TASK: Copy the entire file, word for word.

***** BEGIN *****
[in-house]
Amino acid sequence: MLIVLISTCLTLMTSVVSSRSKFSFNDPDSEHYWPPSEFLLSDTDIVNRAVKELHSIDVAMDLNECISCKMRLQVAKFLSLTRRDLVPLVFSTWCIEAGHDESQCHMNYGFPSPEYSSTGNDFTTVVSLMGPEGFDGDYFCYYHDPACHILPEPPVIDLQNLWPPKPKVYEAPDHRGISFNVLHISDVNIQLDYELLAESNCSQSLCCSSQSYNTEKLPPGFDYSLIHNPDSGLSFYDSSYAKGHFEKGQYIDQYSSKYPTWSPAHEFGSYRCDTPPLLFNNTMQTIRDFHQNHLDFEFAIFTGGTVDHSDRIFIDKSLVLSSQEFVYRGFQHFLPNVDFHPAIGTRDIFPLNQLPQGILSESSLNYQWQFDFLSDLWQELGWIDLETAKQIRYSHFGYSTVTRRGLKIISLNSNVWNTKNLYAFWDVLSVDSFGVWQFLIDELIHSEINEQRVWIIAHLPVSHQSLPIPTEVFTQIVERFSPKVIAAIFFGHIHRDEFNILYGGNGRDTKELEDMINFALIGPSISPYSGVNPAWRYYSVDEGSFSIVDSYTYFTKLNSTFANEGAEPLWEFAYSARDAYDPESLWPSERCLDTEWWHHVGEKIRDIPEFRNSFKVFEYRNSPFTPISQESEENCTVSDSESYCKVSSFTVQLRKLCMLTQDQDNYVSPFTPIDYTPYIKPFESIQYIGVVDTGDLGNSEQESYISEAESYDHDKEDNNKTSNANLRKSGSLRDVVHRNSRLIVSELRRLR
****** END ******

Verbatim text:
[in-house]
Amino acid sequence: MLIVLISTCLTLMTSVVSSRSKFSFNDPDSEHYWPPSEFLLSDTDIVNRAVKELHSIDVAMDLNECISCKMRLQVAKFLSLTRRDLVPLVFSTWCIEAGHDESQCHMNYGFPSPEYSSTGNDFTTVVSLMGPEGFDGDYFCYYHDPACHILPEPPVIDLQNLWPPKPKVYEAPDHRGISFNVLHISDVNIQLDYELLAESNCSQSLCCSSQSYNTEKLPPGFDYSLIHNPDSGLSFYDSSYAKGHFEKGQYIDQYSSKYPTWSPAHEFGSYRCDTPPLLFNNTMQTIRDFHQNHLDFEFAIFTGGTVDHSDRIFIDKSLVLSSQEFVYRGFQHFLPNVDFHPAIGTRDIFPLNQLPQGILSESSLNYQWQFDFLSDLWQELGWIDLETAKQIRYSHFGYSTVTRRGLKIISLNSNVWNTKNLYAFWDVLSVDSFGVWQFLIDELIHSEINEQRVWIIAHLPVSHQSLPIPTEVFTQIVERFSPKVIAAIFFGHIHRDEFNILYGGNGRDTKELEDMINFALIGPSISPYSGVNPAWRYYSVDEGSFSIVDSYTYFTKLNSTFANEGAEPLWEFAYSARDAYDPESLWPSERCLDTEWWHHVGEKIRDIPEFRNSFKVFEYRNSPFTPISQESEENCTVSDSESYCKVSSFTVQLRKLCMLTQDQDNYVSPFTPIDYTPYIKPFESIQYIGVVDTGDLGNSEQESYISEAESYDHDKEDNNKTSNANLRKSGSLRDVVHRNSRLIVSELRRLR